'Terminator' Obsession: Why So Many Robots Look Like Humans

DARPA Atlas Robot
DARPA's Atlas robot. (Image credit: DARPA)

Humanity, it seems, escaped the "Terminator" apocalypse: Atlas, the 330-lb. (150 kilograms) robot developed by Boston Dynamics, tripped again — this time during a test at the Florida Institute for Human and Machine Cognition in Pensacola.

But Atlas was never intended for combat. The humanlike robot is a research tool for experiments like the Defense Advanced Research Projects Agency's (DARPA) Robotics Challenge, to be held later this month. The competition "is something like a stock car race, where the teams all use the same vehicle to really test out their skills and approaches," said Marc Raibert, Boston Dynamics' founder and chief technology officer (CTO).

And like any good stock car, Atlas has racked up its share of dings. In October, there were reports that the androidbroke an "ankle"after a fall in Hong Kong. Raibert doubts it was actually damaged, but he does admit that Atlas trips all the time, despite its array of cameras, lidar and force sensors. "That is just part of everyday life developing advanced robots," he said. [Humanoid Robots to Flying Cars: 10 Coolest DARPA Projects]

So, why build humanlike robots? Why not just stick to tracked and flying machines?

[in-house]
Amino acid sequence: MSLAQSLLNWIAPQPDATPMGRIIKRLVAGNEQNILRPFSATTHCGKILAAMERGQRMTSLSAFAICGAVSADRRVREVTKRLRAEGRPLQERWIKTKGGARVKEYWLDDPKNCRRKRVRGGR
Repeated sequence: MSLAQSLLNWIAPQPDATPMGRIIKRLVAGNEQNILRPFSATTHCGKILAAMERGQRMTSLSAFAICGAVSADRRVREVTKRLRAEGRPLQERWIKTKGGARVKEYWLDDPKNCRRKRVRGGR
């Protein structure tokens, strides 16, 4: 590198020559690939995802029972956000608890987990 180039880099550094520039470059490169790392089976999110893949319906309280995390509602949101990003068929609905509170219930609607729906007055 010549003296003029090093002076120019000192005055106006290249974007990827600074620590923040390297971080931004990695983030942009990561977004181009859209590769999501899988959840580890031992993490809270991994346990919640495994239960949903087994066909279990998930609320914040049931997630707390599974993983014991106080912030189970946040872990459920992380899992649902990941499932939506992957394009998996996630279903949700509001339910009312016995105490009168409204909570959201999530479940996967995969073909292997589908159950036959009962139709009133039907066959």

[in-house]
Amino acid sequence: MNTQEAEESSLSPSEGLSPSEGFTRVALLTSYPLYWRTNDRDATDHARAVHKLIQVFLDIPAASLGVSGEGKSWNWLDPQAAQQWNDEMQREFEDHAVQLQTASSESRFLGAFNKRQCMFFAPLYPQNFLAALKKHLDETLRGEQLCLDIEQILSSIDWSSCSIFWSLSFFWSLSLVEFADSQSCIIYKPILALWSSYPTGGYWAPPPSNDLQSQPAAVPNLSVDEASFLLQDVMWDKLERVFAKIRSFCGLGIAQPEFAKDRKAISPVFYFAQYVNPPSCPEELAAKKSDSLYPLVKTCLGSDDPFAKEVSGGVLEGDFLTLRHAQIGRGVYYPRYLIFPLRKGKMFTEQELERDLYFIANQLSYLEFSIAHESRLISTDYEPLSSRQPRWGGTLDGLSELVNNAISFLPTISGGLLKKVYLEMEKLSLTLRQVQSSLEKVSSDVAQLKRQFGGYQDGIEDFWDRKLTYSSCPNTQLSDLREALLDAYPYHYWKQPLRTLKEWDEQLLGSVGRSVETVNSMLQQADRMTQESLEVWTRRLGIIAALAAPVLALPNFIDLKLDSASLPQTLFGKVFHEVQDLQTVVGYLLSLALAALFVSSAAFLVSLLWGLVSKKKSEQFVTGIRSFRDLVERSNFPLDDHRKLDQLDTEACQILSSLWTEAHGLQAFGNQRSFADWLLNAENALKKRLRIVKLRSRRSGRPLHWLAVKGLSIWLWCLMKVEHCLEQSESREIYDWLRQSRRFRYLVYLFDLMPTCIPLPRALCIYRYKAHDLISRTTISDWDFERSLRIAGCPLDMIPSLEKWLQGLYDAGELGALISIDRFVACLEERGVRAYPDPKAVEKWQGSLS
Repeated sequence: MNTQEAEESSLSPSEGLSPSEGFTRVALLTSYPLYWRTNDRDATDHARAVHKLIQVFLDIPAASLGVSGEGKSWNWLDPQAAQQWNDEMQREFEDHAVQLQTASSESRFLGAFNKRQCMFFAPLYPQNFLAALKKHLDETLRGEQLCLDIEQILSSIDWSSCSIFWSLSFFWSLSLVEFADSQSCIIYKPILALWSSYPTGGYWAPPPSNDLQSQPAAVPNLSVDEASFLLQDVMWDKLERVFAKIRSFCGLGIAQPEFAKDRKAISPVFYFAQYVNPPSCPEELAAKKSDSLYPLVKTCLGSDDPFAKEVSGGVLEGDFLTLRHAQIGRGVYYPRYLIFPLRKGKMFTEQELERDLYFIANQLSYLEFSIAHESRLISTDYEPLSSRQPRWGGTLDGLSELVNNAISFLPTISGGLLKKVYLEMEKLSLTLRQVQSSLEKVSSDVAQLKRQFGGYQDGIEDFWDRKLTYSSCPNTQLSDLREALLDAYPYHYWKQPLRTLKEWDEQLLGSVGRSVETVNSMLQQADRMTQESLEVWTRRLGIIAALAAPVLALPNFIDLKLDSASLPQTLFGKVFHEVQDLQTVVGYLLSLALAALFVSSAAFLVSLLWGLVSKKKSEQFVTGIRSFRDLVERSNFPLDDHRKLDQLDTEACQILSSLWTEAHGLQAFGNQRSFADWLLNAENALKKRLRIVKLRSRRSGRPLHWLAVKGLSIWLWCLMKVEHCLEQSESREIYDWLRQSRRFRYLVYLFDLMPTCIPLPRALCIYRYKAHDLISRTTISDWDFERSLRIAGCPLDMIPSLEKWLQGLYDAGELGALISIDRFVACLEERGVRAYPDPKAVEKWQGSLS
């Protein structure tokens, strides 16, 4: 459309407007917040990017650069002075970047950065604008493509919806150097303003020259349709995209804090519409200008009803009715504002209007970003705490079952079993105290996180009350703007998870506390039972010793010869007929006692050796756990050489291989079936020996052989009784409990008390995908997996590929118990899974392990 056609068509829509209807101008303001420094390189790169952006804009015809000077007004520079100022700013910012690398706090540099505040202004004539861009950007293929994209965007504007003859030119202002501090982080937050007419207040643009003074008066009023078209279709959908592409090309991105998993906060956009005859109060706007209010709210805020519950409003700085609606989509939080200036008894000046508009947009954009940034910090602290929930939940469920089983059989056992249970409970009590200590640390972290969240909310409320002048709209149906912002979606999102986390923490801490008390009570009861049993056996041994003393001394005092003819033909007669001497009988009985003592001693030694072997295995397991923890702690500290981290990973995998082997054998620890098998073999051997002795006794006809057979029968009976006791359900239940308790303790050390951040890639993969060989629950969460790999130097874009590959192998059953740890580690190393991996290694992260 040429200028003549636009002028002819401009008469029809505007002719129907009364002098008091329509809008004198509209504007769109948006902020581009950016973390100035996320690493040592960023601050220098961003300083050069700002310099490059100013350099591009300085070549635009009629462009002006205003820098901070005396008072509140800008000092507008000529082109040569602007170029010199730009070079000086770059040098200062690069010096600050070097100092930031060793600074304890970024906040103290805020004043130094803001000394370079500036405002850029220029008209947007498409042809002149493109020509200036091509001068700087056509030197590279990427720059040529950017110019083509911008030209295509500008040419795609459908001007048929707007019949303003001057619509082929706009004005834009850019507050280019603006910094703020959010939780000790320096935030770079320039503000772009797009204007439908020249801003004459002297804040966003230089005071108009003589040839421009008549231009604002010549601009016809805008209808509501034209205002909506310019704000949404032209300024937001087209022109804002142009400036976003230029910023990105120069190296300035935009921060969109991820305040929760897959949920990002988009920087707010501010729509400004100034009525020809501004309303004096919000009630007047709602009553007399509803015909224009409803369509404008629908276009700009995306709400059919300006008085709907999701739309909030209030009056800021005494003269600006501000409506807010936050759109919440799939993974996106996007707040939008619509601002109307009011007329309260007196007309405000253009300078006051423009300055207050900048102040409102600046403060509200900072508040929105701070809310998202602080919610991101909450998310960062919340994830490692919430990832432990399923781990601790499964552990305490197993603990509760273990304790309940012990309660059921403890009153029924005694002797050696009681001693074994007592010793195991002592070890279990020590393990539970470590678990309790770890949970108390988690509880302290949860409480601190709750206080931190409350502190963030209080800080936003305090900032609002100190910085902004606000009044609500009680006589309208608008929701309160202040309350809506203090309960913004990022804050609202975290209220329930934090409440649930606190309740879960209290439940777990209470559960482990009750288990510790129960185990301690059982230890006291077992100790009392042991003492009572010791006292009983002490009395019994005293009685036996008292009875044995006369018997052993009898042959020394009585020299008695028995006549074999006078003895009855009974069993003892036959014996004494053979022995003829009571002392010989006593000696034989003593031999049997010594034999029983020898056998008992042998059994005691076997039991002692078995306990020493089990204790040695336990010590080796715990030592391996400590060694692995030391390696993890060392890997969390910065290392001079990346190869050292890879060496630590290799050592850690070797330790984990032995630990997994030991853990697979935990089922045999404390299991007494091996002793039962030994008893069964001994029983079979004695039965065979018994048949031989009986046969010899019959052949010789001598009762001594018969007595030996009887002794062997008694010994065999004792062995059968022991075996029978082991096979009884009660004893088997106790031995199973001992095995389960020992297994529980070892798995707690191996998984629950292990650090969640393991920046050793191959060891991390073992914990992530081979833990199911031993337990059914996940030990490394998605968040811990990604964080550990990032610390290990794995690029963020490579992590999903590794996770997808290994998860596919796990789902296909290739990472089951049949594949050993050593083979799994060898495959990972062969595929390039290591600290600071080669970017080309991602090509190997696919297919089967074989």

Roboticists offered a few explanations.

"We have designed our buildings around the human morphology, and we have designed our tools to be used by human hands," said Daniel Theobald, CTO of Vecna Technologies, a robotics company based in Cambridge, Mass. So a robot that can just as easily use a hammer as it could use a drill is "the ultimate tool changer."

However, that answer may overstate the maneuverability of androids in a human environment. Atlas, for example, cannot sit in an office cubicle or navigate a narrow passage. The explanation also assumes that hands and feet must go together.

Vecna's own Battlefield Extraction-Assist Robot (BEAR) has powerful arms and dexterous three-fingered hands— but no legs. Instead, company engineers have experimented with wheels, treads and tracked actuators that allow the BEAR to climb stairs. The advantage of this design is that it's more stable, Theobald said.

A different explanation offered by Raibert is that wheels require roads, whereas legs can cover all but the roughest terrain. And Atlas, in particular, is being used by DARPA to test robotics solutions for disaster-recovery missions. But why couldn't a legless Atlas just hover over the rubble of a collapsed building?

In the end, there's an element of vanity in this android business, said Rajesh Rao, a computer science and engineering professor at the University of Washington. "We would like to fashion robotic creatures after ourselves," he said.

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